This fellow was out of town when the "exit poll" became journalistically de rigueur. Now, after witnessing his first national election in eight years, he's getting the hang of it. When (to quote The Post's television reviewer) "superior, dynamic, beautifully organized" CBS tells him two hours after voting booths closed that the Democrats would win 36 seats in the House, he knows where they're coming from. Never mind that the figure has been, as we say, adjusted downward (26 at last count).
It's the way all networks were able to give the Illinois statehouse back to incumbent Gov. James R. Thompson midway into the night. Never mind that Adlai Stevenson still hasn't conceded and that, eight days later, ballots are being spun-dry in order to iron out the final count. Or, that projections giving the California governorship to Democrat Tom Bradley later became inoperative.
He now understands it was the exit poll that licensed network oracles to inform West Coast citizens standing in line to vote in 1980 that the ball game was over. It was Ronald Reagan in a shutout. Yes, that may be unique to a presidential election. Still, those voters could be excused for feeling they might as well have gone shopping, or to the movies.
What's been perfected is an equivalent to trapping the runner between bases. He's the voter trying to get from the polling booth back to his car while being pursued by camera, microphone and officious interviewer. Nothing captures this ambush as exquisitely as Jeff MacNelly's editorial cartoon published in The Post Sunday. Microphone- holder is gushing, "Then you voted for Democrat Dwayne Bliffins in this key race because you saw it as a way to send a message to the White House demanding a mid-course philosophical correction in repudiation of the harsh results of Reaganomics?" Cornered, the hapless voter says, "Yeah . . . that -- and he's married to my wife's cousin."
When he's sandbagged by an electoral pollster, this fellow intends to take "The Fifth." To hell with Daivd Brinkley.
New topic: a story moves from back to front.
On Oct. 27, Soviet President Leonid Brezhnev mustered the chiefs of his armed forces in Moscow, where, "abandoning the conciliatory tone of his public pronouncements," he accused the Reagan administration of "adventurism, rudeness and undisguised egoism . . . threatening to push the world to nuclear war." He promised the chiefs "measures to meet all your needs" to counter an "unprecedented American arms buildup." In other major newspapers, this was front-page news.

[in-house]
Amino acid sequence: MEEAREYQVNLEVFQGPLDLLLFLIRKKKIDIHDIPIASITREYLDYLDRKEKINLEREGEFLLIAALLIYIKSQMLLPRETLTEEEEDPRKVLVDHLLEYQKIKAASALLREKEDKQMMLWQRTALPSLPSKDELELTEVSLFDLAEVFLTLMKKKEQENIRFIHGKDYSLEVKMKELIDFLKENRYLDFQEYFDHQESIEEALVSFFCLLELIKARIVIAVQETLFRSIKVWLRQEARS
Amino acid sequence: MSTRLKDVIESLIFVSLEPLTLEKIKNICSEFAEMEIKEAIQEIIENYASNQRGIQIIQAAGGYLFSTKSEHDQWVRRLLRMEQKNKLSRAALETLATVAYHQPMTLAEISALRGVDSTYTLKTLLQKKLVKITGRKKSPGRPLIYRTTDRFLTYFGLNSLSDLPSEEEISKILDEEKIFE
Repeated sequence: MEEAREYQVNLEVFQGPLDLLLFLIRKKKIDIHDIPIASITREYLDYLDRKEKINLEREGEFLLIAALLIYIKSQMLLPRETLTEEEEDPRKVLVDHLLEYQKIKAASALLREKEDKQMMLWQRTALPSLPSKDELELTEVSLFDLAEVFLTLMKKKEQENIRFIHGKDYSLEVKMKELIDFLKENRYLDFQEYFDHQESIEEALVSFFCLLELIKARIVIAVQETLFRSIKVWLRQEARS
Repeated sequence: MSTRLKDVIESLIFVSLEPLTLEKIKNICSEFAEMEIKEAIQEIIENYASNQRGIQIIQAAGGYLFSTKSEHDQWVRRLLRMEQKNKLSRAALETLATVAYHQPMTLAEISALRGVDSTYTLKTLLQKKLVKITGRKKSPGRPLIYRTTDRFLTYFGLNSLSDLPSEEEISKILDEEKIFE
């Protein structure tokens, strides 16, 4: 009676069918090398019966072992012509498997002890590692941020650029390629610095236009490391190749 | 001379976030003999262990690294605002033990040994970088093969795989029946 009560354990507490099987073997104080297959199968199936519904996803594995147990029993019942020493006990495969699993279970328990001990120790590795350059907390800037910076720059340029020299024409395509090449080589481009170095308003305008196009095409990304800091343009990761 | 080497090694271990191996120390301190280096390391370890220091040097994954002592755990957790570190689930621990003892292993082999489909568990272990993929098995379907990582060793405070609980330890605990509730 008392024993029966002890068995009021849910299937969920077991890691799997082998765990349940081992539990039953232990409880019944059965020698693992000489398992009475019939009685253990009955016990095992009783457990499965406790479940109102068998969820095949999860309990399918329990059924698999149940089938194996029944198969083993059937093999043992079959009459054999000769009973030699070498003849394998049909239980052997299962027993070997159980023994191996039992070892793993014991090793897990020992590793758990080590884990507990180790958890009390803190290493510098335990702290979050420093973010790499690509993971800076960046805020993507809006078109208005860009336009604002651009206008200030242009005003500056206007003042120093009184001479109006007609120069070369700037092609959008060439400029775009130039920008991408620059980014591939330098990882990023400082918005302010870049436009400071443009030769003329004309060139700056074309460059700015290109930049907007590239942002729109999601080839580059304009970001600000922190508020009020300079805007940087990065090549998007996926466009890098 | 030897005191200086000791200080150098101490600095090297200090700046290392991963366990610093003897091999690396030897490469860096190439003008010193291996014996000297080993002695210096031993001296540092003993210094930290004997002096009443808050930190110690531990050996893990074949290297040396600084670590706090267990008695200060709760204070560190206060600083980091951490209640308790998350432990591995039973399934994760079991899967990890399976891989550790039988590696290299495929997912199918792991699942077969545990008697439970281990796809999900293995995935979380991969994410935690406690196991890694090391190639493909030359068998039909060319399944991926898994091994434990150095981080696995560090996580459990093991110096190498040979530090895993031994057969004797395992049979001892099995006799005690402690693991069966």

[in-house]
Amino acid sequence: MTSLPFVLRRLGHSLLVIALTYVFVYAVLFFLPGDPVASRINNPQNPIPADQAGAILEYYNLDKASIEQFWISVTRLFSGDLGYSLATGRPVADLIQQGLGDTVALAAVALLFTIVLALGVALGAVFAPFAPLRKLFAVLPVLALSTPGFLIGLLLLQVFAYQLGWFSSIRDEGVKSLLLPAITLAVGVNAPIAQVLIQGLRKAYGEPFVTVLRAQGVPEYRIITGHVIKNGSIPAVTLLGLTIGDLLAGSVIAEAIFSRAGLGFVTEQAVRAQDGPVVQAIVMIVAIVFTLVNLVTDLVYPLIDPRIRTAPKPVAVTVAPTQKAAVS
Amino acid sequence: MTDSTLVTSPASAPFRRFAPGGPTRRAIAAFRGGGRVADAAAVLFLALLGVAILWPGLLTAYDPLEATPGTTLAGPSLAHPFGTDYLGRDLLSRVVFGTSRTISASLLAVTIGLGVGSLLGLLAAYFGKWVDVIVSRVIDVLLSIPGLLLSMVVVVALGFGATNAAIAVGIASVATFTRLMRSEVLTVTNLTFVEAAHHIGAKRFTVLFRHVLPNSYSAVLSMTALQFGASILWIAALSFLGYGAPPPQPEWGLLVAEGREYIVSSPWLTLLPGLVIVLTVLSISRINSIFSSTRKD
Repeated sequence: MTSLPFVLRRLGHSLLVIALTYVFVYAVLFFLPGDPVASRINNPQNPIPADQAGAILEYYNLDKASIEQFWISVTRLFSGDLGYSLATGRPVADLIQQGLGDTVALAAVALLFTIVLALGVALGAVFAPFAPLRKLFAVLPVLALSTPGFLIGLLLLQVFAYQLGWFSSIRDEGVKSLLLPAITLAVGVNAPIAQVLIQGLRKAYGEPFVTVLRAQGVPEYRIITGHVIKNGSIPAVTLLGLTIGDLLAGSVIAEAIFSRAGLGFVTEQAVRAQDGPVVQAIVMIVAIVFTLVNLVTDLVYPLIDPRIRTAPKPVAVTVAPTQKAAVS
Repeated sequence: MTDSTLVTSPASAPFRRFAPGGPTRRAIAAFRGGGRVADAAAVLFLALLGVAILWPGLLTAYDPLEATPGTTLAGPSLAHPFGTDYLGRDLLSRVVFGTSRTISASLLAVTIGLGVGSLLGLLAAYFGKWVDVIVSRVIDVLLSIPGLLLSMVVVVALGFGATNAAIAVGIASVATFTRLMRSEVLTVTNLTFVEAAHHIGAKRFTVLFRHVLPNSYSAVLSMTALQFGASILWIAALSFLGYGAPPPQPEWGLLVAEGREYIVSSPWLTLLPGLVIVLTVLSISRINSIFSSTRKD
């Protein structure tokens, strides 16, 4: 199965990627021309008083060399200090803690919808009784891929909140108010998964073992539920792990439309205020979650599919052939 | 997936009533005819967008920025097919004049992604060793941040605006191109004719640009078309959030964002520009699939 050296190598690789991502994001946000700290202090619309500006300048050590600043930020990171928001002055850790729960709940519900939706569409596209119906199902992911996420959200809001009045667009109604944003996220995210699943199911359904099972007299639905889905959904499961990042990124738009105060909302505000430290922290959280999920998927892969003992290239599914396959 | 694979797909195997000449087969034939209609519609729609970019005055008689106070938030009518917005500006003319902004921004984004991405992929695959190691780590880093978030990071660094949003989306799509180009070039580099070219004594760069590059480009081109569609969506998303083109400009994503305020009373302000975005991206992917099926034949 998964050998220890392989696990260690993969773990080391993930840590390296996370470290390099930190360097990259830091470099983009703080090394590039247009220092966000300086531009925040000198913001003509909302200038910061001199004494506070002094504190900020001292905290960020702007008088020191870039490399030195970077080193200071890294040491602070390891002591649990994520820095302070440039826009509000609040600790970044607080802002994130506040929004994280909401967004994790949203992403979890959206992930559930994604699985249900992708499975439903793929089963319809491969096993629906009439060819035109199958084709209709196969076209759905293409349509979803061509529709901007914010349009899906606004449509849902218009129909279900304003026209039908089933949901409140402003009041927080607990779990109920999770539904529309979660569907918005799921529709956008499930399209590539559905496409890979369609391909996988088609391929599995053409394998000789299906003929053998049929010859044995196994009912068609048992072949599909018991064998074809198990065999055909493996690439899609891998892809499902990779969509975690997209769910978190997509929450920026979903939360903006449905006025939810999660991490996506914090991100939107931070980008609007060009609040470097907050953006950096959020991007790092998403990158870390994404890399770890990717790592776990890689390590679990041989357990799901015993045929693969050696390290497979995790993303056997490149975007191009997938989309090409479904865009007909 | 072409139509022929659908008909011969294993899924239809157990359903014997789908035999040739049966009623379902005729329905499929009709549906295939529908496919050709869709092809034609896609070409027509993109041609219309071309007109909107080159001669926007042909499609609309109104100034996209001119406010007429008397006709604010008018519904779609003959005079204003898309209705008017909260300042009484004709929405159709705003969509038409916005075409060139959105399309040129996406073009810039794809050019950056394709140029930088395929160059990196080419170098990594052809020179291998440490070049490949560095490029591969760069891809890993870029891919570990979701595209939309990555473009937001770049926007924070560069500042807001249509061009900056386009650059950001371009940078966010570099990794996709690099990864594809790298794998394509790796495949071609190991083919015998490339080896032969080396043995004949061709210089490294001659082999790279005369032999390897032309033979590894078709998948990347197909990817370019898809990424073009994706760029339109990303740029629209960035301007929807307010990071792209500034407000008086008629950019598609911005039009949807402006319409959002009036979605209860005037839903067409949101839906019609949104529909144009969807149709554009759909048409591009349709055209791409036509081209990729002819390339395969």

In The Post, the story was consigned, by various defaults, to page 26 above a department-store ad. Buried also -- the reaction was that it missed by a mile -- was what Mr. Brezhnev had to say about China. The Soviet Union, he asserted, will "do everything in its power" to normalize relations with Peking. This was in response to a recent parallel statement of the Chinese leadership and, manifestly, said for the ear of Washington. Whether or not this is Moscow playing the China card, it is given meaning by the resumption last month of long-suspended diplomatic negotiations. Altogether not everyday stuff.
In recognition of some faulty news judgment, the story became the subject of two analytical pieces that freed it from back-of-the-paper ads. Add to this the fact that on Nov. 6 an otherwise obscure Politburo member made the front page saying less on the subject than Mr. Brezhnev. It was as though one Viktor Grishin had E. F. Hutton for a broker: he spoke; Post editors paid attention. This story was hard to find in other newspapers.
More catching up followed. Mr. Brezhnev returned to his theme Nov. 7 with a harsh message for the "hot heads of some imperialist politicians." Now he dominated the front page. That story ran alongside the second of two features documenting his standing as undisputed leader in the Soviet Union.